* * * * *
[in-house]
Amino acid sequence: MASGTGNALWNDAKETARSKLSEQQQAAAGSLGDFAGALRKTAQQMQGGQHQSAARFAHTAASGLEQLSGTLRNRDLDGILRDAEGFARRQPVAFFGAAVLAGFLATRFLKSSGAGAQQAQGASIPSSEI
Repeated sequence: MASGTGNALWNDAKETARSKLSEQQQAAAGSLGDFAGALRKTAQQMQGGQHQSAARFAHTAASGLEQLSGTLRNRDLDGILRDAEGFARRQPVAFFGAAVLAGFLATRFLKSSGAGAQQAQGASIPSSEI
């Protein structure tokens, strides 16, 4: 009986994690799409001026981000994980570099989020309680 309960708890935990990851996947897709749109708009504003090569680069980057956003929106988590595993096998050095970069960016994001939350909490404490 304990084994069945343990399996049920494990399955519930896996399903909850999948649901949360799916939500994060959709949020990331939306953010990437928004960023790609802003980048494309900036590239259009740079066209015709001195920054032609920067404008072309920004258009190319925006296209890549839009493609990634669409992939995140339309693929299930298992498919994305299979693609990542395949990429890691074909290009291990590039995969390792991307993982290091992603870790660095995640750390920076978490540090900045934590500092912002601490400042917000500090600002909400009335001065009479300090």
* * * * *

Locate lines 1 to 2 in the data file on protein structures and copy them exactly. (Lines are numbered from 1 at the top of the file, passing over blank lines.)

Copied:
[in-house]
Amino acid sequence: MASGTGNALWNDAKETARSKLSEQQQAAAGSLGDFAGALRKTAQQMQGGQHQSAARFAHTAASGLEQLSGTLRNRDLDGILRDAEGFARRQPVAFFGAAVLAGFLATRFLKSSGAGAQQAQGASIPSSEI